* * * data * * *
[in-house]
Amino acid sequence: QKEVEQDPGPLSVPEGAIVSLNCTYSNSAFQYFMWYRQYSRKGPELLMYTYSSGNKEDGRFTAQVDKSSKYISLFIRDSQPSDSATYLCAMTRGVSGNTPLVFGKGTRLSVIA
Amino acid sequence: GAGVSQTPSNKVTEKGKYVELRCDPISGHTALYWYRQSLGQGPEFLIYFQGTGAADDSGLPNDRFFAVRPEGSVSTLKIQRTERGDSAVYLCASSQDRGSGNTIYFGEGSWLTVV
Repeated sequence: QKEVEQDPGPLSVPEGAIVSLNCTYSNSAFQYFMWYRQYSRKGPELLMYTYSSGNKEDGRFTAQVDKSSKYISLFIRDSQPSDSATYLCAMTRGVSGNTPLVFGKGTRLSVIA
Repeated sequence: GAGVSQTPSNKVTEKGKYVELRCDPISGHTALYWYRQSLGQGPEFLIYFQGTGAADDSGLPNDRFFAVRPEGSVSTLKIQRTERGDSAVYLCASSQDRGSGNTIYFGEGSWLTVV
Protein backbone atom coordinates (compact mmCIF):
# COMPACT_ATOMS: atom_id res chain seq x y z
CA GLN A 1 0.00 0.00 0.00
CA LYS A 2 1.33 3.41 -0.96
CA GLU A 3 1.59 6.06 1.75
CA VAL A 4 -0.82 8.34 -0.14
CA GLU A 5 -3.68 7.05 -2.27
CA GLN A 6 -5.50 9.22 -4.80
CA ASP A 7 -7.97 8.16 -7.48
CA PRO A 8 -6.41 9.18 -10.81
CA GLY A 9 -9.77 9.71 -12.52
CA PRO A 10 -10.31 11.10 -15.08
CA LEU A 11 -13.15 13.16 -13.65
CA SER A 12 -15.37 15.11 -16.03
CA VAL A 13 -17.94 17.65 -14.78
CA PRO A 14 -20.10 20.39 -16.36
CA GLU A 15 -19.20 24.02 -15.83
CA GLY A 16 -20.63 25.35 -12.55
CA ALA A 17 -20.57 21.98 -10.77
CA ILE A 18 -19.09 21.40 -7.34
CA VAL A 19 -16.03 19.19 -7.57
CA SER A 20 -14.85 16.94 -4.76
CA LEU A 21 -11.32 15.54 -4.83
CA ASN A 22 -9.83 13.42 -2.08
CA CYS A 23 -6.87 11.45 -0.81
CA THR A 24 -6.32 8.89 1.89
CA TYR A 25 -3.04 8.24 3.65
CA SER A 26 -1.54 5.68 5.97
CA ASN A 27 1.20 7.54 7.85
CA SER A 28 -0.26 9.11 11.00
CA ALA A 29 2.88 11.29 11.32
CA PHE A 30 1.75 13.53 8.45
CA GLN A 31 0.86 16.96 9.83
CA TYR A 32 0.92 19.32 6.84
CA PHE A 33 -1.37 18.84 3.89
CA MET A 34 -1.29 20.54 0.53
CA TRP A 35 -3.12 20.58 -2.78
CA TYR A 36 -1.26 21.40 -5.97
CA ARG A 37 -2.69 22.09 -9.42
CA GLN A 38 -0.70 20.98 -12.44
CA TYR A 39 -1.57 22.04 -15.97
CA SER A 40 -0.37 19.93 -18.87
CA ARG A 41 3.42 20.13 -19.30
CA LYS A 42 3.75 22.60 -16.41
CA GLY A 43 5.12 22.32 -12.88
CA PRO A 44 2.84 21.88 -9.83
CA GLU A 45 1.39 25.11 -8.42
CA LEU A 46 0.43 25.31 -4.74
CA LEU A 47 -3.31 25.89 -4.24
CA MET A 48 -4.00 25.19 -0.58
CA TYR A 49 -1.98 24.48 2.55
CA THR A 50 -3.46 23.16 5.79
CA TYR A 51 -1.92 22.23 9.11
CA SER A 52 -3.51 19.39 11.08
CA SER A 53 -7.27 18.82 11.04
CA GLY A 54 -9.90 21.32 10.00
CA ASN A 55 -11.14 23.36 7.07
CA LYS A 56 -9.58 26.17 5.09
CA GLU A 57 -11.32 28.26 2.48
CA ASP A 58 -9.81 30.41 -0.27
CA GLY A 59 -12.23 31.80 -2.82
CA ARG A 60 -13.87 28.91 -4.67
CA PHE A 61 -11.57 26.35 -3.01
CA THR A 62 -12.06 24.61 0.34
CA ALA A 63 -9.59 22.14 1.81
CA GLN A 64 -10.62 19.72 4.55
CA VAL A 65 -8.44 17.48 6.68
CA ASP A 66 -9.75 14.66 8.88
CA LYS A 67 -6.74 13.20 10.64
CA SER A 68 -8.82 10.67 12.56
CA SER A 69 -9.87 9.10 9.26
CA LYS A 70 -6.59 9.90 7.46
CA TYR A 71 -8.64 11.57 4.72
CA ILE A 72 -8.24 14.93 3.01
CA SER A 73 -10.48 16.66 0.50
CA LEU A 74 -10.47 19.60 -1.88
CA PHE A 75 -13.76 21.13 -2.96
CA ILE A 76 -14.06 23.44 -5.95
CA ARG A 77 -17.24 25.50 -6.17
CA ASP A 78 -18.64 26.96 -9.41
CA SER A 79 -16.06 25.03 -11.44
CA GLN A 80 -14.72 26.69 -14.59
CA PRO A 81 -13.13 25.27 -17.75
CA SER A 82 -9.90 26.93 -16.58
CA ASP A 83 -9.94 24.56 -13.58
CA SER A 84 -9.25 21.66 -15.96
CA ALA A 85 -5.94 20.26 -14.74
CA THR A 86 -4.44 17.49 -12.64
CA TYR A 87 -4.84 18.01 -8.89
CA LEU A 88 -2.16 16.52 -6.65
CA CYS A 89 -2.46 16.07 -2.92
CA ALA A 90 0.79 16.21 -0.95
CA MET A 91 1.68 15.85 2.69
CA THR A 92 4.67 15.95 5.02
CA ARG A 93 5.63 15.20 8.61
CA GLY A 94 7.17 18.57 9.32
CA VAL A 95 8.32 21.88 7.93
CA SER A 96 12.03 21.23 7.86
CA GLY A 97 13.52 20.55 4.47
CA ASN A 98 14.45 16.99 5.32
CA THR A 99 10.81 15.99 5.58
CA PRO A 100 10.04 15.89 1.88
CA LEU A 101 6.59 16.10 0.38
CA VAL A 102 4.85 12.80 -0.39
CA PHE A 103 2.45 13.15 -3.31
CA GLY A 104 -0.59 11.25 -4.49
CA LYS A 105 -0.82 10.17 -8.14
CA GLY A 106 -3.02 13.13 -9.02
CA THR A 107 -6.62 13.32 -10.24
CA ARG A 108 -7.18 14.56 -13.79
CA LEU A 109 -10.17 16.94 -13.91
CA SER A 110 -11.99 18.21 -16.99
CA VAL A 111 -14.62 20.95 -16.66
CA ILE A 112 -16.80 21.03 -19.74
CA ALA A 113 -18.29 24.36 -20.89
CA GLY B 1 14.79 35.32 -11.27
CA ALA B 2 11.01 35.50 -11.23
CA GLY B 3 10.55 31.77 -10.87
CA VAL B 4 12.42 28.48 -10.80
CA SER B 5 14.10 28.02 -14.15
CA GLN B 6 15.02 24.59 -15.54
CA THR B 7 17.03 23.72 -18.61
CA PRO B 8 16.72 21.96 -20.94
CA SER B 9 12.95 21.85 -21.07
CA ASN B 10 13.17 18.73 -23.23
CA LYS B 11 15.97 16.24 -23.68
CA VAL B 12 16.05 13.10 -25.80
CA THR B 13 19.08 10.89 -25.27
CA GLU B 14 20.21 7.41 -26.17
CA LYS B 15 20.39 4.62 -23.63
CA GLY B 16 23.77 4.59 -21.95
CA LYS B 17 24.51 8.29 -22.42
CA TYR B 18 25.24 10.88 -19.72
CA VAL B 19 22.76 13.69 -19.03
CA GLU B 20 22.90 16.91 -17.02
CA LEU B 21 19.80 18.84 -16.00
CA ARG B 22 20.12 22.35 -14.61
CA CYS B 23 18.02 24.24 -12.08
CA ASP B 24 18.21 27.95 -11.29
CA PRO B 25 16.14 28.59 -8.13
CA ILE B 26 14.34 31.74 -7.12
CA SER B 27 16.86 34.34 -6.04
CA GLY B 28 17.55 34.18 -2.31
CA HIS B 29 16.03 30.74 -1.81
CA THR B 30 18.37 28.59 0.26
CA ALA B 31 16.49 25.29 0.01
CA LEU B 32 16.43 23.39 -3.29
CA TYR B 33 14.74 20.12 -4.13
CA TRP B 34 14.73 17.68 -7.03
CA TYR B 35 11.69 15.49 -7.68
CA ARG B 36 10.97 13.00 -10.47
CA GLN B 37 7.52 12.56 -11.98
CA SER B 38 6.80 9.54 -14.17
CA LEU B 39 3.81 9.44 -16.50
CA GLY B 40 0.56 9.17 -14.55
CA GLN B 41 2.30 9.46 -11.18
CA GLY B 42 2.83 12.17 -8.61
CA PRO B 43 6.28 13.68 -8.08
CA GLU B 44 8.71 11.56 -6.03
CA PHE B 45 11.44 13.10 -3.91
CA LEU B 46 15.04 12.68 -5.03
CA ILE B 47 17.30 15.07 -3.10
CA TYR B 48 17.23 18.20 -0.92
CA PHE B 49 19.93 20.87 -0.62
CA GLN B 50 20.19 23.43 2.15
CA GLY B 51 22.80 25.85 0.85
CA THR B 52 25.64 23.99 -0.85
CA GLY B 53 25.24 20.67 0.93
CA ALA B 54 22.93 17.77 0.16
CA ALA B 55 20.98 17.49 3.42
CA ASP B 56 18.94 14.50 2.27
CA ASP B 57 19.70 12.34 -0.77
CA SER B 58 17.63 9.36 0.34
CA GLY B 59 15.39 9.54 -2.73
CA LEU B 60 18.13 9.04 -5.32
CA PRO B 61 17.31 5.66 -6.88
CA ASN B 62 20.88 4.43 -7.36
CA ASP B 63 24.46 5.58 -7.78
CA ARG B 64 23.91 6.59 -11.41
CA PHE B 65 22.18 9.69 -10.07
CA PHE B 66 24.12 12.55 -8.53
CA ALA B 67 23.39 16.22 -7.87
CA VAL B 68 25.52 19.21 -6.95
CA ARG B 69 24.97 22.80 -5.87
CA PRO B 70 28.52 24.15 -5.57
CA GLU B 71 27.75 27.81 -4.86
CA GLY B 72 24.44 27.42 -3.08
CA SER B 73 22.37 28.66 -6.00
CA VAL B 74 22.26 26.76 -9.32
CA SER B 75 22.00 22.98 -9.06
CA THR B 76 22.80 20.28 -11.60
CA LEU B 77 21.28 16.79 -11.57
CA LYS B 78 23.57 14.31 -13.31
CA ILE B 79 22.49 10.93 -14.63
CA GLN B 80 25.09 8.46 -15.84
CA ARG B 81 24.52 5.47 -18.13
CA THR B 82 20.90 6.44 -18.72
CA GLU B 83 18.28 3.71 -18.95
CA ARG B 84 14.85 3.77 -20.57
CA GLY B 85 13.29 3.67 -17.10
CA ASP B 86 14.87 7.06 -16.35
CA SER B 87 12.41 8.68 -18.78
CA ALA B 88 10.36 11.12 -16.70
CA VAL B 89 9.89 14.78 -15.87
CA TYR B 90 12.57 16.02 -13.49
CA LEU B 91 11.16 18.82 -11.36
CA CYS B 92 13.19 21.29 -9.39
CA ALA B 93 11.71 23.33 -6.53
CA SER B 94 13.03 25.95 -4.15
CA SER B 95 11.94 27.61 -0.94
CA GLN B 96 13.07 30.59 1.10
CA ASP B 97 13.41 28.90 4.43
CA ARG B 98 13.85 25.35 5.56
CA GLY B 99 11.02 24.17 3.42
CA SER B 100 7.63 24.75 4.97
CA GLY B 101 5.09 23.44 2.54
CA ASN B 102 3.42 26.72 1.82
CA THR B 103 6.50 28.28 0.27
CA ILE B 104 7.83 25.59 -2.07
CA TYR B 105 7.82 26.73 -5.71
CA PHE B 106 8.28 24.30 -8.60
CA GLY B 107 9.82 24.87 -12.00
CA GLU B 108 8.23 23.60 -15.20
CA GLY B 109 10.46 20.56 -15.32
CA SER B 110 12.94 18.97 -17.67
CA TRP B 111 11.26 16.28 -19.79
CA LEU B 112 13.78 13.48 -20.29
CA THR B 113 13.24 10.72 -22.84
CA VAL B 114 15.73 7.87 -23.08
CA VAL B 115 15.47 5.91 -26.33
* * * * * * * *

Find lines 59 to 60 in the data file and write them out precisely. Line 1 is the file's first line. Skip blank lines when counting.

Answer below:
CA SER A 52 -3.51 19.39 11.08
CA SER A 53 -7.27 18.82 11.04